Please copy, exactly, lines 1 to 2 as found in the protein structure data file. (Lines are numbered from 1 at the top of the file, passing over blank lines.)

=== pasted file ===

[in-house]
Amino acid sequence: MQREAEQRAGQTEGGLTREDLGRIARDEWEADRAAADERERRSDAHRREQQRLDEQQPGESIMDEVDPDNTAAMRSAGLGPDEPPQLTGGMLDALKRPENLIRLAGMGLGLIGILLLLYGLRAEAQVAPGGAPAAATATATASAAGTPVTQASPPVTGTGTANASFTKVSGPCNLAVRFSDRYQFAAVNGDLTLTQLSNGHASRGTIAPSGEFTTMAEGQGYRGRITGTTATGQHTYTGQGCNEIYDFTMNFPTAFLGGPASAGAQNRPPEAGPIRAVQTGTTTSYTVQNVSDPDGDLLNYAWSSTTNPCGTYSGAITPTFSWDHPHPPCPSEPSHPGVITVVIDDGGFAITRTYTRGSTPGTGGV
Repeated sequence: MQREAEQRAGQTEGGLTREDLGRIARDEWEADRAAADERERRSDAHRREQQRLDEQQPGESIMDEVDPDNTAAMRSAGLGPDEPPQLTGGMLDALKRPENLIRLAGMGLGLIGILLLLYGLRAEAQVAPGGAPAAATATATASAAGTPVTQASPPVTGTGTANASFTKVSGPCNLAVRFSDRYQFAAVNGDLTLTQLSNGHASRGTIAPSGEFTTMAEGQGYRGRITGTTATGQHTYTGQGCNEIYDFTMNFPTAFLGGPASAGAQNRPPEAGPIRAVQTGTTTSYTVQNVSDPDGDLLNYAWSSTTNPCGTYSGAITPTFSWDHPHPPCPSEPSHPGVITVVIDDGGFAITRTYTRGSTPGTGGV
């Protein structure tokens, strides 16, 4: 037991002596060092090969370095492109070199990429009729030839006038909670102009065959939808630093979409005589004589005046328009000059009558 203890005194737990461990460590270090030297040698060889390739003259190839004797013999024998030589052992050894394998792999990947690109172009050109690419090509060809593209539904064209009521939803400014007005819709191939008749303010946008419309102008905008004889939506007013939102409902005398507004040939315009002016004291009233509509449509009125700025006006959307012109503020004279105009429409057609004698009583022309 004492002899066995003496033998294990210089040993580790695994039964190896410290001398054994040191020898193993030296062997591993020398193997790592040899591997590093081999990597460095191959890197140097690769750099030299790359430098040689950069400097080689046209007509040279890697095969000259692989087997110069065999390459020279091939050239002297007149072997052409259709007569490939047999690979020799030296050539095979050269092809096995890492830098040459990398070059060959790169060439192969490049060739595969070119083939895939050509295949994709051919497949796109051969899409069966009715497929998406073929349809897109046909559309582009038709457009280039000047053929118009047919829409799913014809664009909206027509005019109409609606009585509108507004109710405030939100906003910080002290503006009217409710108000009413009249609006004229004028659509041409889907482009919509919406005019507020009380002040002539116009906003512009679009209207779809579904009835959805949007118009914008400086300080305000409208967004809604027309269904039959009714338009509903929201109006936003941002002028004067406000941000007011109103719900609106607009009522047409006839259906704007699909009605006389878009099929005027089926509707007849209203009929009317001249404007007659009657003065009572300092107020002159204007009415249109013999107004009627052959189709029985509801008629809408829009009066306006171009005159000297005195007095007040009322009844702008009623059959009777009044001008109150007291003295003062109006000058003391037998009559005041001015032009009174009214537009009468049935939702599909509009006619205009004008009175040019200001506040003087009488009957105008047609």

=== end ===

[in-house]
Amino acid sequence: MQREAEQRAGQTEGGLTREDLGRIARDEWEADRAAADERERRSDAHRREQQRLDEQQPGESIMDEVDPDNTAAMRSAGLGPDEPPQLTGGMLDALKRPENLIRLAGMGLGLIGILLLLYGLRAEAQVAPGGAPAAATATATASAAGTPVTQASPPVTGTGTANASFTKVSGPCNLAVRFSDRYQFAAVNGDLTLTQLSNGHASRGTIAPSGEFTTMAEGQGYRGRITGTTATGQHTYTGQGCNEIYDFTMNFPTAFLGGPASAGAQNRPPEAGPIRAVQTGTTTSYTVQNVSDPDGDLLNYAWSSTTNPCGTYSGAITPTFSWDHPHPPCPSEPSHPGVITVVIDDGGFAITRTYTRGSTPGTGGV